Near total thyroidectomy is the operation recommended for treating Grave’s disease and multinodular goitre. It involves removal of almost all thyroid, with only a sliver of thyroid left in place to protect parathyroid glands and laryngeal nerves.

Thyroid lobectomy (hemithyroidectomy) involves removal of one of the thyroid lobes and is performed either for large goitres arising from only one lobe or if a nodule is suspected to be malignant but there is no certainty that this is the case. If the thyroid nodule proves to be a cancer on histology, a completion thyroidectomy eg. removal of remaining lobe, may be needed.

Thyroid surgery is performed under general anaesthetic.  No food or drink is allowed for 6 hours before the procedure. 

The operation is performed through a small incision in the lower neck. This is made at the collar line and it follows an existing skin crease. The incision is symmetrical even if the thyroid abnormality is only on one side. The incisions vary in length depending on the size of the nodule and the size and shape of your neck. 

The muscles and the thyroid gland are mobilised and the laryngeal nerves and parathyroid glands are seen and preserved.  At the end of the operation the surgeon may consider it appropriate to leave a small drain tube in the neck.  This will normally be removed on the first or second day after surgery.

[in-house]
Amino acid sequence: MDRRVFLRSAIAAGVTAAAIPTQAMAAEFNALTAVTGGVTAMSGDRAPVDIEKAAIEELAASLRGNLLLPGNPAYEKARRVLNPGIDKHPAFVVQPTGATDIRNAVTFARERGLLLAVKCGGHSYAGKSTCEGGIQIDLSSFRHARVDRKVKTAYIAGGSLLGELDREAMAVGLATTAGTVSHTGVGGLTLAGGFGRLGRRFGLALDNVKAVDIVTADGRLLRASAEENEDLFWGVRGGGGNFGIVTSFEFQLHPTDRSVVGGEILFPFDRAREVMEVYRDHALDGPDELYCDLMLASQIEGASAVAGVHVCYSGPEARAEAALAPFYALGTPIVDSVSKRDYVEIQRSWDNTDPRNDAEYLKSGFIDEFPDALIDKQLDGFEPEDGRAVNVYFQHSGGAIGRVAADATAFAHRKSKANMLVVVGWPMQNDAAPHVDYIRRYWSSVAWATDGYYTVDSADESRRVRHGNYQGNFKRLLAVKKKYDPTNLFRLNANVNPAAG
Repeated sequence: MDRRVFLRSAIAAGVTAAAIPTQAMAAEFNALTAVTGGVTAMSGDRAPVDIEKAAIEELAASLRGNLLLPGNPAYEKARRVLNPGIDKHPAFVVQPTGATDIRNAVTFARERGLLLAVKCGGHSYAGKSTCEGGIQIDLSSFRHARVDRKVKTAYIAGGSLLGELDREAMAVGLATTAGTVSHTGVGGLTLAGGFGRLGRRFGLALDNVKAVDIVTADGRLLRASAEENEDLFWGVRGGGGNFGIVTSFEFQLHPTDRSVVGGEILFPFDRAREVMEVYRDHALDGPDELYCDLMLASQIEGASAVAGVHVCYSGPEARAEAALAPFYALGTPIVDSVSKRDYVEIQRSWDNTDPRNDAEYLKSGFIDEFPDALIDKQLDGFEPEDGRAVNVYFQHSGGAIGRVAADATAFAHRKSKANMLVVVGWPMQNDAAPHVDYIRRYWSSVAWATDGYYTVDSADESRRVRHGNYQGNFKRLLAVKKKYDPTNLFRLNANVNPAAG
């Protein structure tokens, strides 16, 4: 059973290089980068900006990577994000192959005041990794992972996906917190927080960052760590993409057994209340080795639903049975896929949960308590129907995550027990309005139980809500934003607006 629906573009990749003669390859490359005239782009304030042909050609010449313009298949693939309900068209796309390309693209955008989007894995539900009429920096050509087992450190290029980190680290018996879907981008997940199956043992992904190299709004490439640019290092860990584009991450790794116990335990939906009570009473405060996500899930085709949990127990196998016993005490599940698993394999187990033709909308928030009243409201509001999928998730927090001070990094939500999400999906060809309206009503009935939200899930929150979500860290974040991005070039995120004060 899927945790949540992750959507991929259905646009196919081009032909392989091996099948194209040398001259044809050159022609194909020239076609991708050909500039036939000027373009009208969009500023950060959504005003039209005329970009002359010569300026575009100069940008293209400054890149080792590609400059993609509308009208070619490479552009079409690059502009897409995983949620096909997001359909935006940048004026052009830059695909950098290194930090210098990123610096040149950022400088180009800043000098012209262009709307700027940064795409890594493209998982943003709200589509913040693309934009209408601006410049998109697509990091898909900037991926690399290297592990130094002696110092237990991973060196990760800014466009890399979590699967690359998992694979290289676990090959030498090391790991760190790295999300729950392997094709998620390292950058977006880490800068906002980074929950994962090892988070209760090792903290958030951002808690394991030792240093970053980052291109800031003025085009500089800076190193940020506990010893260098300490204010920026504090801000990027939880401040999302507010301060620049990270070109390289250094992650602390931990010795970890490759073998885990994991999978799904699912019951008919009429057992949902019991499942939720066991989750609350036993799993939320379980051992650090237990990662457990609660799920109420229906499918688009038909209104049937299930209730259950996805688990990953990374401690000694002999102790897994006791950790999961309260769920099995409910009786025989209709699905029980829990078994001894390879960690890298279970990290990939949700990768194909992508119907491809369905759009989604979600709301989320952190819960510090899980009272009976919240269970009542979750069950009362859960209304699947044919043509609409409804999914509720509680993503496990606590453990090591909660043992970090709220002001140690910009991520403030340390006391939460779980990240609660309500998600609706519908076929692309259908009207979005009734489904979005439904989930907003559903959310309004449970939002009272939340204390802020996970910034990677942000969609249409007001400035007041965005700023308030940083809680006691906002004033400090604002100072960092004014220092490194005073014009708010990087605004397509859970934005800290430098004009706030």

After the operation you will be moved to recovery room and then return to your ward where regular blood pressure, pulse and oxygen levels will be checked.  There will also be a drip in your arm through which fluids and other medications will be given as necessary.

Sometimes the surgeon will insert a drain in the neck which will be removed 24-48 hours after surgery.  This drain is present to drain fluid gathering in the neck that is natural after surgery.  The drain can be removed by a nurse.

You might experience some discomfort and stiffness around the neck and scar after the operation. In the majority of patients’ pain can be adequately controlled with tablets but sometimes injections are necessary.  After surgery you will be encouraged to perform gentle neck exercises to prevent further stiffness.

Immediately after the operation you might feel sore and uncomfortable and have some discomfort when swallowing.  These changes are temporary and self limiting and you will be able to swallow, eat and drink few hours after the operation. 

The average stay in hospital after thyroidectomy is 1-2 nights.  However, you will probably need another 7-14 days off work to recover from it.